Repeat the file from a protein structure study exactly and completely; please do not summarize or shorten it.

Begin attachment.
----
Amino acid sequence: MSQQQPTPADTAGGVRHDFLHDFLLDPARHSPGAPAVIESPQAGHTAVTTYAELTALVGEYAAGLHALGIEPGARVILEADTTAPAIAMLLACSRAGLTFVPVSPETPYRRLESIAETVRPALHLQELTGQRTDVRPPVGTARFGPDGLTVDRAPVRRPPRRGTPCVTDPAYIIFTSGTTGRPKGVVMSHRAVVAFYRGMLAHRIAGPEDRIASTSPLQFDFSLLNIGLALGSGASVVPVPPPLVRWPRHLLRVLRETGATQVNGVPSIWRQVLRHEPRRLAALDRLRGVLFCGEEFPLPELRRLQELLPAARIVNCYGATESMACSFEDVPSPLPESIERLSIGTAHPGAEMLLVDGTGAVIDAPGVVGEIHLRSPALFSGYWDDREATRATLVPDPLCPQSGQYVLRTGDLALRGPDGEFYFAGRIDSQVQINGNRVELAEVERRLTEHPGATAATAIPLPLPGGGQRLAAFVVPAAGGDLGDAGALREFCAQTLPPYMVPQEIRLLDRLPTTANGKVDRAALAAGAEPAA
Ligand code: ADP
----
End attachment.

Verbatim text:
Amino acid sequence: MSQQQPTPADTAGGVRHDFLHDFLLDPARHSPGAPAVIESPQAGHTAVTTYAELTALVGEYAAGLHALGIEPGARVILEADTTAPAIAMLLACSRAGLTFVPVSPETPYRRLESIAETVRPALHLQELTGQRTDVRPPVGTARFGPDGLTVDRAPVRRPPRRGTPCVTDPAYIIFTSGTTGRPKGVVMSHRAVVAFYRGMLAHRIAGPEDRIASTSPLQFDFSLLNIGLALGSGASVVPVPPPLVRWPRHLLRVLRETGATQVNGVPSIWRQVLRHEPRRLAALDRLRGVLFCGEEFPLPELRRLQELLPAARIVNCYGATESMACSFEDVPSPLPESIERLSIGTAHPGAEMLLVDGTGAVIDAPGVVGEIHLRSPALFSGYWDDREATRATLVPDPLCPQSGQYVLRTGDLALRGPDGEFYFAGRIDSQVQINGNRVELAEVERRLTEHPGATAATAIPLPLPGGGQRLAAFVVPAAGGDLGDAGALREFCAQTLPPYMVPQEIRLLDRLPTTANGKVDRAALAAGAEPAA
Ligand code: ADP